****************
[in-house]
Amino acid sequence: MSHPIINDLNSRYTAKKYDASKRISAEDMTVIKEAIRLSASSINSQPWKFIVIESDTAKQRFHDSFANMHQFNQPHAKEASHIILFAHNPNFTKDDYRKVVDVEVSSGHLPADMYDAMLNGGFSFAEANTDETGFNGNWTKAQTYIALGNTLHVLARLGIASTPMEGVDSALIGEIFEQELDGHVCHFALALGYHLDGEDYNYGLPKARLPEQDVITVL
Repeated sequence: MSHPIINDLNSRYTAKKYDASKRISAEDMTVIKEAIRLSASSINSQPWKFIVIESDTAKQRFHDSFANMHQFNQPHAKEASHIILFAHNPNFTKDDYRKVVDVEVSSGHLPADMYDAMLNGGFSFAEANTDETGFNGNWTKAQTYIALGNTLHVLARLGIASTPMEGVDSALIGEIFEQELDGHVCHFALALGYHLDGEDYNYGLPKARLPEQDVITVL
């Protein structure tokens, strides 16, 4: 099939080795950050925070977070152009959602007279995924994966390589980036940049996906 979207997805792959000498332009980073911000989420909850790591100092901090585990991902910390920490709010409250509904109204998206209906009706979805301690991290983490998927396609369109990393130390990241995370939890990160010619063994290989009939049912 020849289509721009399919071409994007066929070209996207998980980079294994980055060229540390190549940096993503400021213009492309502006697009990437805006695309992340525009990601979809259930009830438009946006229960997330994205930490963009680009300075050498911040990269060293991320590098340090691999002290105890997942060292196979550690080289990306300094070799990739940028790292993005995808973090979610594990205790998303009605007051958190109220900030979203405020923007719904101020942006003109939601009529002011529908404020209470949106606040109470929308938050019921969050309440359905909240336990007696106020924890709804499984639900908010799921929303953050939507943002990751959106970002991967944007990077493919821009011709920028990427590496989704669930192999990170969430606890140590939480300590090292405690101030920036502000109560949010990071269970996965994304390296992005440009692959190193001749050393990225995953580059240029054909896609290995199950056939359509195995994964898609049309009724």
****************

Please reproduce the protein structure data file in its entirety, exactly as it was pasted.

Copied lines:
[in-house]
Amino acid sequence: MSHPIINDLNSRYTAKKYDASKRISAEDMTVIKEAIRLSASSINSQPWKFIVIESDTAKQRFHDSFANMHQFNQPHAKEASHIILFAHNPNFTKDDYRKVVDVEVSSGHLPADMYDAMLNGGFSFAEANTDETGFNGNWTKAQTYIALGNTLHVLARLGIASTPMEGVDSALIGEIFEQELDGHVCHFALALGYHLDGEDYNYGLPKARLPEQDVITVL
Repeated sequence: MSHPIINDLNSRYTAKKYDASKRISAEDMTVIKEAIRLSASSINSQPWKFIVIESDTAKQRFHDSFANMHQFNQPHAKEASHIILFAHNPNFTKDDYRKVVDVEVSSGHLPADMYDAMLNGGFSFAEANTDETGFNGNWTKAQTYIALGNTLHVLARLGIASTPMEGVDSALIGEIFEQELDGHVCHFALALGYHLDGEDYNYGLPKARLPEQDVITVL
């Protein structure tokens, strides 16, 4: 099939080795950050925070977070152009959602007279995924994966390589980036940049996906 979207997805792959000498332009980073911000989420909850790591100092901090585990991902910390920490709010409250509904109204998206209906009706979805301690991290983490998927396609369109990393130390990241995370939890990160010619063994290989009939049912 020849289509721009399919071409994007066929070209996207998980980079294994980055060229540390190549940096993503400021213009492309502006697009990437805006695309992340525009990601979809259930009830438009946006229960997330994205930490963009680009300075050498911040990269060293991320590098340090691999002290105890997942060292196979550690080289990306300094070799990739940028790292993005995808973090979610594990205790998303009605007051958190109220900030979203405020923007719904101020942006003109939601009529002011529908404020209470949106606040109470929308938050019921969050309440359905909240336990007696106020924890709804499984639900908010799921929303953050939507943002990751959106970002991967944007990077493919821009011709920028990427590496989704669930192999990170969430606890140590939480300590090292405690101030920036502000109560949010990071269970996965994304390296992005440009692959190193001749050393990225995953580059240029054909896609290995199950056939359509195995994964898609049309009724």